QuantitativeFinance

Dr Camilla Schelpe

Dr Camilla Schelpe

Born in UK • Studied Theoretical Physics at Cambridge University, UK • Highest Degree PhD in Theoretical Physics  Lives in Cambridge, UK Current Occuptation: Quantitative Researcher at GAM Investments

I think I was very fortunate that as I grew up, what I was interested in and what I was good at aligned, so that even well before applying to university, I knew I wanted to study astrophysics and general relativity. Really, I think the seed was planted when I was about seven years old and my parents got me Patrick Moore’s “The Starry Sky” – an introductory book for budding astronomers. By a stroke of luck, my family moved to South Africa a few years later, and with the beautiful southern skies to gaze up at, my vague interest in astronomy became a cherished hobby. In retrospect, my parents and sister were amazingly supportive, but I took it completely for granted at the time. I remember family observing holidays in the Karoo (a semi-desert outside Cape Town), visiting the SAAO in Sutherland on their public open days, and camping out until 4am to observe Comet Hale-Bopp in ‘95.

I had a one-track mind about studying physics at university, and I specialised as quickly as I could into astrophysics and cosmology.

My early interest in observational astronomy developed into a much stronger theoretical interest as I got older and discovered that I found maths and physics intuitive and easy compared to other subjects at school. I had a one-track mind about studying physics at university, and I specialised as quickly as I could into astrophysics and cosmology. My PhD was focussed on a particular model to explain dark energy within modified theories of gravity, and I spent a happy four years exploring the possible astrophysical signatures that could lead to detection and proof, or disproof, of the model.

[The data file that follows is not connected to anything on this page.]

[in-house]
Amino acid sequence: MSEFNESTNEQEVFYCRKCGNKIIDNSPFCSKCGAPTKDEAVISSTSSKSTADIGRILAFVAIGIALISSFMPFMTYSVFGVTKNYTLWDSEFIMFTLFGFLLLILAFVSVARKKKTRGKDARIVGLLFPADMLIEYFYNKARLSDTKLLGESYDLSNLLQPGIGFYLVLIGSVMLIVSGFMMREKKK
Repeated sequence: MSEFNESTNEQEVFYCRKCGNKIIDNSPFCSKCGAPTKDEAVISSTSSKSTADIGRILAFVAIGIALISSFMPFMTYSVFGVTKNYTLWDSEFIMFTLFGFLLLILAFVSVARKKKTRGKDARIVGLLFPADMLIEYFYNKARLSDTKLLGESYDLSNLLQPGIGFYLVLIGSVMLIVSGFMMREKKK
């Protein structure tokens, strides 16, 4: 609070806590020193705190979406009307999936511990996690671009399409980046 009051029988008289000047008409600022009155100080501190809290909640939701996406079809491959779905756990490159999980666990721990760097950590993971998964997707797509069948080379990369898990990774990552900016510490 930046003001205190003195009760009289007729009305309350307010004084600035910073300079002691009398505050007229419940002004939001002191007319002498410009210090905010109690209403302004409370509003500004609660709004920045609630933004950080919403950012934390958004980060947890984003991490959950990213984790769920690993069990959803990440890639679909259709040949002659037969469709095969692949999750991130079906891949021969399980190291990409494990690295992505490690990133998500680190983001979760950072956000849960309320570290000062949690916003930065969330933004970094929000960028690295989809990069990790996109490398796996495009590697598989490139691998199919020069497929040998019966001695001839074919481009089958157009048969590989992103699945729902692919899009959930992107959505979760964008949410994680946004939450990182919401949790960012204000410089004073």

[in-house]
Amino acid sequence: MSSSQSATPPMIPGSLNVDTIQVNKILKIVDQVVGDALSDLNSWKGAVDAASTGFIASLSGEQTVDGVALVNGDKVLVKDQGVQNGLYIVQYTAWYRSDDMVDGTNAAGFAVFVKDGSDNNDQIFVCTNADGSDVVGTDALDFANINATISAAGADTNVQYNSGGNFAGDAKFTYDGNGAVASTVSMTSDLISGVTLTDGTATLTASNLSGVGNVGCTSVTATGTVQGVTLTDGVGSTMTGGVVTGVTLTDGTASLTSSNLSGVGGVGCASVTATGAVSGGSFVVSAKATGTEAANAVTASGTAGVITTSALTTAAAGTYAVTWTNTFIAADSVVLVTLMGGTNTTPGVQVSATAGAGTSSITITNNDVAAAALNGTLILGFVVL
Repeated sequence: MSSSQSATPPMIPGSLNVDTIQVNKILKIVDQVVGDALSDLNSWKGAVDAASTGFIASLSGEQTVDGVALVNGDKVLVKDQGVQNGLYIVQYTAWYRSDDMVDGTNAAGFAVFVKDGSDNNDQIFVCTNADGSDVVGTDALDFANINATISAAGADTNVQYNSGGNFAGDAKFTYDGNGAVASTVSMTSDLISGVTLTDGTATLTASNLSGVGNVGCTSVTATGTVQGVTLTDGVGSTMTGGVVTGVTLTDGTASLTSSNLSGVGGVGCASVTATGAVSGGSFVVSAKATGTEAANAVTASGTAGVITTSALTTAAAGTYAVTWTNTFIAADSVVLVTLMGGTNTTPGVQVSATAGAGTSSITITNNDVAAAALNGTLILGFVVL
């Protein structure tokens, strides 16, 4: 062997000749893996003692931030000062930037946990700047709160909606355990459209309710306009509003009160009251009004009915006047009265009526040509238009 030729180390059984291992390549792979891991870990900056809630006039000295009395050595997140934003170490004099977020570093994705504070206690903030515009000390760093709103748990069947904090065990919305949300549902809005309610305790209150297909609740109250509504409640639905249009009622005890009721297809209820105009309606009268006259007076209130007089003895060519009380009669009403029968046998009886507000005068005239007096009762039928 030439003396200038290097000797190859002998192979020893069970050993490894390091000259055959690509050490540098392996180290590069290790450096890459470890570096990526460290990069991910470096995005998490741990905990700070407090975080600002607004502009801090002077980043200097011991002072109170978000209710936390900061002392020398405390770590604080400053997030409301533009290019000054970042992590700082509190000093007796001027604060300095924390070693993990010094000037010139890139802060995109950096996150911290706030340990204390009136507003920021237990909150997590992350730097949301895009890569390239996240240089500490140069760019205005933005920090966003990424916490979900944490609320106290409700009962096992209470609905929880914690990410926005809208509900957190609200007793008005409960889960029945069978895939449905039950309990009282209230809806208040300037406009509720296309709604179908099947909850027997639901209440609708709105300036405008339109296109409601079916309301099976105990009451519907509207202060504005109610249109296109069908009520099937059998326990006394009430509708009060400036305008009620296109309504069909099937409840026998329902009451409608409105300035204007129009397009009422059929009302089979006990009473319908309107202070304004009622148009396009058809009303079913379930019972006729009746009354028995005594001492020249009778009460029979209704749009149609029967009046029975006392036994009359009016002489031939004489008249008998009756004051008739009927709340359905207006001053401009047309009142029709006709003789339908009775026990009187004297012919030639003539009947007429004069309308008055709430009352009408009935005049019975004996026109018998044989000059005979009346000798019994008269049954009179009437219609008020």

However, during my PhD I came to realise the difference between pure academic learning and a career in academic research. I loved learning about cosmology, but when it came to research, I found the techniques for making progress weren’t very field specific – I was chipping away at the corners of the unknown without much day-to-day exposure to the bigger picture. Those techniques could equally well be applied to other applications with just as much satisfaction.

I made the leap at the end of my PhD to join a small hedge-fund in Cambridge.

Funding is a constant challenge in the pursuit of any academic career and stability comes late in life, if at all. Shining as an alternative was a career in quantitative finance – either in a bank (to price exotic derivatives quickly and reliably) or in a hedge fund (to find patterns in data and design computer algorithms to predict the markets and manage risk). The advantages: no prior finance knowledge required, plenty of maths to keep you busy, a PhD is valued, and you are surrounded by a team of like-minded colleagues working towards a common goal. In my spare time, I started playing around with quant trading strategies, using Matlab and end of day close data from the stocks trading on the DAX, and really enjoyed the challenge, although in retrospect I look back in horror at how naïve I was and almost certainly overfitted the data. I made the leap at the end of my PhD to join a small hedge-fund in Cambridge.

They instilled in me a sense that anything was possible if you were interested and worked hard.

I have been extremely lucky to have two amazing, strong role models in my life: my mum and older sister, so if anything, I have a subconscious bias to see women as more successful! They instilled in me a sense that anything was possible if you were interested and worked hard. Also, I was home-educated from the age of nine, and so sheltered from much of the peer-pressure and judgement that a lot of teenagers experience. I only really woke-up to the existence of a gender imbalance in the sciences quite late in life. Both as a student and at work, I have (and I realise I may have been lucky in this respect) always felt I was being treated as an individual, and not categorised as a woman, whether for positive or negative discrimination. There is such a diverse range of personalities, both male and female, that seem much more important than any simple gender divide. I hope we can move towards recognising that as a society.

Posted by HMS in Stories